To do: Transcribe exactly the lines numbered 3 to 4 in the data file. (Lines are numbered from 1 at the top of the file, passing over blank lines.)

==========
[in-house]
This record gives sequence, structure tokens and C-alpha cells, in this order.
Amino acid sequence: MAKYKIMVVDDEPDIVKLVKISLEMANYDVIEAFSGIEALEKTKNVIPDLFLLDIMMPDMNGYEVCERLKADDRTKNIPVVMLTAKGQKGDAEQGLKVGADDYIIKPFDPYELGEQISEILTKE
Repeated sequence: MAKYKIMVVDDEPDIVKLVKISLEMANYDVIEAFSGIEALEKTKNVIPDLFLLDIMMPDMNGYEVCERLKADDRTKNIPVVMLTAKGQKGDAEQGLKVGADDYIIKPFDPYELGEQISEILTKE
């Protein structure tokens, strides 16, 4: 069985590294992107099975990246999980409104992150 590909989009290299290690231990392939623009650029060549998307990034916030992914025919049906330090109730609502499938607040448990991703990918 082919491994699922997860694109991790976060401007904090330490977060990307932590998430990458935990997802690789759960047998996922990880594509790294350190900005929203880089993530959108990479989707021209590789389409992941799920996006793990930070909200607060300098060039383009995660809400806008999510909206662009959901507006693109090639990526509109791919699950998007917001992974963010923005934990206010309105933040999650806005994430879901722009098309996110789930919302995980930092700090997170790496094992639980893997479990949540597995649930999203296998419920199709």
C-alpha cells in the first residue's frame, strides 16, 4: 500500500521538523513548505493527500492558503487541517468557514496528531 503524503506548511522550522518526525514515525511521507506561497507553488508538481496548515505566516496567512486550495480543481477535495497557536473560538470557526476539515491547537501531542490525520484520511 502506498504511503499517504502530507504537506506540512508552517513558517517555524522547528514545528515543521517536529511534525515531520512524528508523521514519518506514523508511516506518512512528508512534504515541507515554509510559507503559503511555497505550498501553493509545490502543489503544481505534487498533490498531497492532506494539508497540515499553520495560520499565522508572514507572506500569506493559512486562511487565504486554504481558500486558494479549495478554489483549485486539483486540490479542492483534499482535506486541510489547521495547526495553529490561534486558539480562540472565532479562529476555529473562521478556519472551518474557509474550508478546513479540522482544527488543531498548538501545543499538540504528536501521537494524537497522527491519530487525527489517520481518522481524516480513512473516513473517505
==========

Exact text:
Amino acid sequence: MAKYKIMVVDDEPDIVKLVKISLEMANYDVIEAFSGIEALEKTKNVIPDLFLLDIMMPDMNGYEVCERLKADDRTKNIPVVMLTAKGQKGDAEQGLKVGADDYIIKPFDPYELGEQISEILTKE
Repeated sequence: MAKYKIMVVDDEPDIVKLVKISLEMANYDVIEAFSGIEALEKTKNVIPDLFLLDIMMPDMNGYEVCERLKADDRTKNIPVVMLTAKGQKGDAEQGLKVGADDYIIKPFDPYELGEQISEILTKE